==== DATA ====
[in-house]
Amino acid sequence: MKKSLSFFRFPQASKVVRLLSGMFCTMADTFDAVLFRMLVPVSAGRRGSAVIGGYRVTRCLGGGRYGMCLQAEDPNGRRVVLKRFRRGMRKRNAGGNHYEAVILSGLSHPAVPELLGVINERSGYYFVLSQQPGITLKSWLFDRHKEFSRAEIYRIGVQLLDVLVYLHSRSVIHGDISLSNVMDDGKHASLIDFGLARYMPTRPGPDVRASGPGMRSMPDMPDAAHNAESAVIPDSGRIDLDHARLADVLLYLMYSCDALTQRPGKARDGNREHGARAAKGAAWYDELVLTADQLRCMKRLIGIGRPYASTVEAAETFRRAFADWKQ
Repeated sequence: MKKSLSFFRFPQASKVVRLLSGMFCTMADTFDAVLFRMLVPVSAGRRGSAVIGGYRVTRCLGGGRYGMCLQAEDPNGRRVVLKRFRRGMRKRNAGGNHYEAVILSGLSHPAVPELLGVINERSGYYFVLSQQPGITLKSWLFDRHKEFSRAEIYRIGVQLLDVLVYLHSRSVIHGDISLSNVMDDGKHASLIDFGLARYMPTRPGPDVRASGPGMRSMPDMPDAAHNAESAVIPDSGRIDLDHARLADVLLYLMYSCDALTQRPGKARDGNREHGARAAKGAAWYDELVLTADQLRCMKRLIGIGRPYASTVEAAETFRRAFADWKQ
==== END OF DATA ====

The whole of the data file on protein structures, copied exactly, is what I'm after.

[in-house]
Amino acid sequence: MKKSLSFFRFPQASKVVRLLSGMFCTMADTFDAVLFRMLVPVSAGRRGSAVIGGYRVTRCLGGGRYGMCLQAEDPNGRRVVLKRFRRGMRKRNAGGNHYEAVILSGLSHPAVPELLGVINERSGYYFVLSQQPGITLKSWLFDRHKEFSRAEIYRIGVQLLDVLVYLHSRSVIHGDISLSNVMDDGKHASLIDFGLARYMPTRPGPDVRASGPGMRSMPDMPDAAHNAESAVIPDSGRIDLDHARLADVLLYLMYSCDALTQRPGKARDGNREHGARAAKGAAWYDELVLTADQLRCMKRLIGIGRPYASTVEAAETFRRAFADWKQ
Repeated sequence: MKKSLSFFRFPQASKVVRLLSGMFCTMADTFDAVLFRMLVPVSAGRRGSAVIGGYRVTRCLGGGRYGMCLQAEDPNGRRVVLKRFRRGMRKRNAGGNHYEAVILSGLSHPAVPELLGVINERSGYYFVLSQQPGITLKSWLFDRHKEFSRAEIYRIGVQLLDVLVYLHSRSVIHGDISLSNVMDDGKHASLIDFGLARYMPTRPGPDVRASGPGMRSMPDMPDAAHNAESAVIPDSGRIDLDHARLADVLLYLMYSCDALTQRPGKARDGNREHGARAAKGAAWYDELVLTADQLRCMKRLIGIGRPYASTVEAAETFRRAFADWKQ